Universities are increasingly commercialising their operations, and this includes, to a large degree, their property assets, both to enhance the student experience and to generate revenue. The shift in power dynamic towards the student, and the increasing demand for outstanding buildings and facilities, means that it is not uncommon to find a wide variety of retail and dining options on campuses, as well as other commercial service offerings, such as ATMs, banks, kiosks and shops.

So what are the key considerations and pitfalls when universities become commercial landlords?

Good systems and processes. These should form the foundation of the entire commercially let portfolio. Are your systems set up in the right way to deal with commercial lettings? Do you know where the risks lie and is there someone central managing them? Any institution needs to establish good practices to manage the wide variety of issues that need dealing with, from consideration of the initial commercial terms, through to the legal documentation effecting each letting, ongoing management issues during the life of the lease, and end of term liabilities and considerations.

Commercial heads of terms. There are some fundamental commercial issues that need addressing at the heads of terms stage and these, in turn, need to be accurately contained within the drafting of the legal documentation. These can include:

  • Are you getting best value, in terms of revenue? If a tenant is likely to be particularly profitable, due to its location on campus, should a share of profits be sought, for example?
  • What controls do you need over the property and the trade carried on there? Do you need the premises to be open at unusual times, or even 24/7, for the benefit of the student experience? Do the premises need to be closed at certain times, for example during exams? Dealing with universities can be a learning curve for private sector businesses as well, as universities’ needs and drivers are different.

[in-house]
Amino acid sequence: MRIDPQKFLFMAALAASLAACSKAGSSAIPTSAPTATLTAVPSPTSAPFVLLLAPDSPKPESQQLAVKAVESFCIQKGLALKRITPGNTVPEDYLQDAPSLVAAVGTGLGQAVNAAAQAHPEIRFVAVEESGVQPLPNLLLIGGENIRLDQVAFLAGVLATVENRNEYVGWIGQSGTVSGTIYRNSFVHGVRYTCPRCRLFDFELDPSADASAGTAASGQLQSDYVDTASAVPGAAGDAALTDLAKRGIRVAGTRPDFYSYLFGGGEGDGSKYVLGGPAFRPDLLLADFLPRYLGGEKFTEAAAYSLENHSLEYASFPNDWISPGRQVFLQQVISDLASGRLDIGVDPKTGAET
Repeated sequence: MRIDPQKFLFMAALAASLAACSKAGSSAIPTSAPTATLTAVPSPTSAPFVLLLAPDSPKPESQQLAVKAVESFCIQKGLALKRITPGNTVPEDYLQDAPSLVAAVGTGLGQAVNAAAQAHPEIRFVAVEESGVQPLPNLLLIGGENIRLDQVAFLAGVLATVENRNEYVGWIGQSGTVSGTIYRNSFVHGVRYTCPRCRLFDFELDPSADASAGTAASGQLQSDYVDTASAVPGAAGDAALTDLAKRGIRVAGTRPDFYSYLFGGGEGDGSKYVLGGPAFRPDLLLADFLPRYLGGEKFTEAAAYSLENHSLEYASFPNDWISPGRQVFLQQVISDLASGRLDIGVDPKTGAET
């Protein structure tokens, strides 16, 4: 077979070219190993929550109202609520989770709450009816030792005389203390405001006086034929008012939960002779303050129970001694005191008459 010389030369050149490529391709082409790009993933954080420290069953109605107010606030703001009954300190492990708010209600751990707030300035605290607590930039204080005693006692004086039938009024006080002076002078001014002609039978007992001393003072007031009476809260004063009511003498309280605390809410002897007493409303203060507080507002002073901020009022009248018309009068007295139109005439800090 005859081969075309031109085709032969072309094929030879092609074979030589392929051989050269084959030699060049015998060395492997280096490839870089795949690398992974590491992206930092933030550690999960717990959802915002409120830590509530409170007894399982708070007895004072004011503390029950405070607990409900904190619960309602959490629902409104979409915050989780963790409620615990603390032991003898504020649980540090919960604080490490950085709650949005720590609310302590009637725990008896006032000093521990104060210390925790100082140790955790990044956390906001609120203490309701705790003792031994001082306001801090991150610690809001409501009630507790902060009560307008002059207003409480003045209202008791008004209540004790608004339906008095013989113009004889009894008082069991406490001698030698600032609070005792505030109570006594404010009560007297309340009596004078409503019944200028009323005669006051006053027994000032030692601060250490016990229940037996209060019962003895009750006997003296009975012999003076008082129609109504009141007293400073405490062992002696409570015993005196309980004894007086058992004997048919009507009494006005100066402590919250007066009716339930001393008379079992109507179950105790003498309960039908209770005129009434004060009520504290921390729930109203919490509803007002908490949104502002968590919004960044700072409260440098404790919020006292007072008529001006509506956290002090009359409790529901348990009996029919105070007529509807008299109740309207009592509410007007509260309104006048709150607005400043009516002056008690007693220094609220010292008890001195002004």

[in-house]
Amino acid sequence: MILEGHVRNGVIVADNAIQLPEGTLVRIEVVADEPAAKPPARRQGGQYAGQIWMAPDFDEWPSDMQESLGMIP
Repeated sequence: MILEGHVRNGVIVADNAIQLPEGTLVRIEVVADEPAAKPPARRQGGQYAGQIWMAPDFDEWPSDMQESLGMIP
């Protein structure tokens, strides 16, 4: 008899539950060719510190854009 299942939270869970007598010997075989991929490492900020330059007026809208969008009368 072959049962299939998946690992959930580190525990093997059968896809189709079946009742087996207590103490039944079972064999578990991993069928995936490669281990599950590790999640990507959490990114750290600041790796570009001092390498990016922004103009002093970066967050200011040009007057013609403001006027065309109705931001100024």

• Are there broader university considerations that need to be taken into account, for example other legal or funding agreements, that impact on the proposed letting?
  • Have you checked the financial, and reputational, calibre of the tenant?

Standardised lease and other legal documentation to protect the university’s interests. Universities are well advised to have standardised lease documentation to smooth the negotiation process and to ease management of the portfolio, which can easily become unruly, if a variety of leases and other documentation is used. Some key considerations should include:

  • Term end dates and/or break clauses need to align with the university’s overall estates strategy. You need to ensure vacant possession can be gained when it is needed to avoid undesirable ransom situations.
  • Clarity around repairing obligations – who is responsible for what?
  • Requirements of, and restrictions on, the tenant. What restraints and controls do you need around carrying out alterations, or permitting assignments and underlettings (if permitted at all)? Be alert to changes of control of your tenant and be sure appropriate protections have been built into the lease.